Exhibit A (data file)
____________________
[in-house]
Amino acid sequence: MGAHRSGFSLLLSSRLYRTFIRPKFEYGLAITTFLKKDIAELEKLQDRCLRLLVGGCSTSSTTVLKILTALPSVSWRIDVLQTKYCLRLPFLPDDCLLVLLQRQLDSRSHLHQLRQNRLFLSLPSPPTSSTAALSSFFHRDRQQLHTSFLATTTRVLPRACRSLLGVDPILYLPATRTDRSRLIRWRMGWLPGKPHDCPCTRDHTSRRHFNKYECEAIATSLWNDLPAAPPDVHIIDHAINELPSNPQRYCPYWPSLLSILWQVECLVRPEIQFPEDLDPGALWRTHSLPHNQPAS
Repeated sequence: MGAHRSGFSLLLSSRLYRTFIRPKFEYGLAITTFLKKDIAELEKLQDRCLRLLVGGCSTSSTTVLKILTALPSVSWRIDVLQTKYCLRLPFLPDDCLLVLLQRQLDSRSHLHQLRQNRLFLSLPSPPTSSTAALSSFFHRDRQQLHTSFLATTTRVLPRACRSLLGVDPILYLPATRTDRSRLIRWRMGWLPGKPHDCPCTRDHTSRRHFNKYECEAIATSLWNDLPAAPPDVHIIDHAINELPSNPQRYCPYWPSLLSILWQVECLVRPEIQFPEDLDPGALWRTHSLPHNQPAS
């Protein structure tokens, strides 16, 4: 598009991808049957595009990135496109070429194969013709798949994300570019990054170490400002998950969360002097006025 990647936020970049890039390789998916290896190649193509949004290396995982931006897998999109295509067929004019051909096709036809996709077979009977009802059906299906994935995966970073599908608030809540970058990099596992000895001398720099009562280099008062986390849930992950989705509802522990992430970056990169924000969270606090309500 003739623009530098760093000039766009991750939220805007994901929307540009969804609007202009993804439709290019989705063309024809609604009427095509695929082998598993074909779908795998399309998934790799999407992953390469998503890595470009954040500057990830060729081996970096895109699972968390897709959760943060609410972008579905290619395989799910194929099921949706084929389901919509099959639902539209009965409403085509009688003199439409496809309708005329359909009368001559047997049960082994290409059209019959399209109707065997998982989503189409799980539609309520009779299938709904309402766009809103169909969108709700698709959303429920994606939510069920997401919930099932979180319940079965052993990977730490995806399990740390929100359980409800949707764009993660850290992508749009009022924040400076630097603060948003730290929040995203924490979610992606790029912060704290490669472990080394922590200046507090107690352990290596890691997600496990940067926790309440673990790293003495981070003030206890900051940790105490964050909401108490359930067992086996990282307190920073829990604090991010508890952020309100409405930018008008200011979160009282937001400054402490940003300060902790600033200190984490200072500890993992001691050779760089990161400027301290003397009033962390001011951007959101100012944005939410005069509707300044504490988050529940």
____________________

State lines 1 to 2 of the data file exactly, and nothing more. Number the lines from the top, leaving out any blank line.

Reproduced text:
[in-house]
Amino acid sequence: MGAHRSGFSLLLSSRLYRTFIRPKFEYGLAITTFLKKDIAELEKLQDRCLRLLVGGCSTSSTTVLKILTALPSVSWRIDVLQTKYCLRLPFLPDDCLLVLLQRQLDSRSHLHQLRQNRLFLSLPSPPTSSTAALSSFFHRDRQQLHTSFLATTTRVLPRACRSLLGVDPILYLPATRTDRSRLIRWRMGWLPGKPHDCPCTRDHTSRRHFNKYECEAIATSLWNDLPAAPPDVHIIDHAINELPSNPQRYCPYWPSLLSILWQVECLVRPEIQFPEDLDPGALWRTHSLPHNQPAS